Tuesday, January 11, 2011

Day 59: Marseille Smells

I felt negatively about Marseille even before I arrived. A number of people told me that it wasn't safe. Though, fresh out of Brooklyn, I wasn't especially worried. My optimism soon ended. While I was in Nice, a fellow CouchSurfer I met just came from Marseille; he told me what happened to him. Three guys pushed him to the ground, strangled him, and stole his backpack. His story was shocking, but I was still wanted to see Marseille.

When I got to Marseille, after 15 minutes of walking around I was ready to leave. Bottles, wrappers, and other trash littered the streets. Everything was dirty, the people were weird, and it smelled foul. Looking at Marseille out my host's 11th story window, I joked "It's the Brooklyn of France!" Unfortunately, I was correct.

Marseille truly is the 'Brooklyn of France'.

Despite my initial judgement of Marseille I ended up staying just short of a week. I had a feeling that if I stayed longer in Marseille I would find more I liked about it. CouchSurfing made Marseille not only suck less, but not suck. The spectacular people that I met changed my mind about Marseille.

The person who I got closest with in Marseille was my host, Natasha – a Ukrainian firecracker! Despite being a registered sky diver with over 60 jumps, she's incredibly down-to-earth. She was raised in a small town in Eastern Russia, where her dad was fulfilling his military service. When she was nearly ten her family took a seven day train ride on the Trans-Siberian Railway to Kiev I thoroughly enjoyed her company but she was unable to show me around Marseille because of her classes. I knew that if I was going to change my mind about Marseille I needed to meet some locals.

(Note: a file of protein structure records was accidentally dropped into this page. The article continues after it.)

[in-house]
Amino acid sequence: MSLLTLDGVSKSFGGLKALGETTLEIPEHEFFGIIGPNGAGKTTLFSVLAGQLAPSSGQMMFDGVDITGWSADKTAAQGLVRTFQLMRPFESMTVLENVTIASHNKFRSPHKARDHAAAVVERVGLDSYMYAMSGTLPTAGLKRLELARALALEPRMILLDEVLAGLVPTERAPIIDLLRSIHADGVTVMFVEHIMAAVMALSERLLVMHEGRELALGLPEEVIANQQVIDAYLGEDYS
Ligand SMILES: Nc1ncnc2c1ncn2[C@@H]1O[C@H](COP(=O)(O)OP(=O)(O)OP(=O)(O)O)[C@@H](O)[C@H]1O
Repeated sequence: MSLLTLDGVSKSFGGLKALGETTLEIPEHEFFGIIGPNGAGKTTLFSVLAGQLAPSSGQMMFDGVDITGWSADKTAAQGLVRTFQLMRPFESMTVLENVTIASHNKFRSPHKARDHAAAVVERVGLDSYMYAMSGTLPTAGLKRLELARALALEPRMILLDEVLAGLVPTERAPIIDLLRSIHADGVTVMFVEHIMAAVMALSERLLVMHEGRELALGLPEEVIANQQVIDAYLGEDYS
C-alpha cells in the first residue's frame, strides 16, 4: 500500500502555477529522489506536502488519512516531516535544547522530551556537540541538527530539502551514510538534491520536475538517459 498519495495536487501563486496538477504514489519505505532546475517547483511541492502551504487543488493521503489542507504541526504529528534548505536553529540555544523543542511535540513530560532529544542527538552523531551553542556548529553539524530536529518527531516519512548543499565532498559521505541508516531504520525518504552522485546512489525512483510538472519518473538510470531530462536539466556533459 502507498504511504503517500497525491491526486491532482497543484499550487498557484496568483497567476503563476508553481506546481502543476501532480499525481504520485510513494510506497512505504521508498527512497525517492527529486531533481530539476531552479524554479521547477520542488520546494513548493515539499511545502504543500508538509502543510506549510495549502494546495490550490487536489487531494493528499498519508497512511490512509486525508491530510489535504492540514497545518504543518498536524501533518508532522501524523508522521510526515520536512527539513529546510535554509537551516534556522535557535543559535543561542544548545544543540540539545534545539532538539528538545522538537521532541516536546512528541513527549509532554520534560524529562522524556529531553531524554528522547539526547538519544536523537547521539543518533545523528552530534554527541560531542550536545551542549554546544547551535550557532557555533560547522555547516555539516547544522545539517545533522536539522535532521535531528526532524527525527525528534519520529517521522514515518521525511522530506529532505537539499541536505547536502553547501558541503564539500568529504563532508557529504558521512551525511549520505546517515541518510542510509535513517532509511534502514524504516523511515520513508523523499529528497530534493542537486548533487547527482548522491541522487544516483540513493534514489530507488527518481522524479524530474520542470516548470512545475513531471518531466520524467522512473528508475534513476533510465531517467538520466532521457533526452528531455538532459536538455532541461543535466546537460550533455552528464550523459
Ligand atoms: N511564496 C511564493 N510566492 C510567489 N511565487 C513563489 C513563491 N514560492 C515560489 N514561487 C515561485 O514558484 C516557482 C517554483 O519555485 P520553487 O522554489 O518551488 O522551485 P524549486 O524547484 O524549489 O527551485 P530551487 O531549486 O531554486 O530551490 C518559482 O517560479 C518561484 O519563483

The 'American' dish I made for Natasha. Risotto is kind of American, right?

CouchSurfing to the rescue! I sent out a handful of requests to locals, looking for someone who wanted to play tour guide. People are much more willing to show me around than let me surf their couch. I set a meeting up with this dude Vincent, for the next day at 15.00.

Vincent is a goofy guy. A Parisian in his early 30's, Vincent is always looking to have a good time – we got along like Nutella and crépes. He showed me around Marseille and added dialogue about his personal experiences. We cracked jokes the whole time.

The first day:

Vieux Port
For those who struggle with French, "vieux port" means "old port." The fishermen of Marseille have called this harbor home for centuries. Today it is utilized for angling and recreational purposes. While I was waiting for Vincent there were two guys practicing crewing, gliding up and down the length of the port. When Vincent and I took the free ferry across the port, he told me about a fish market where fishermen sell their catch every morning.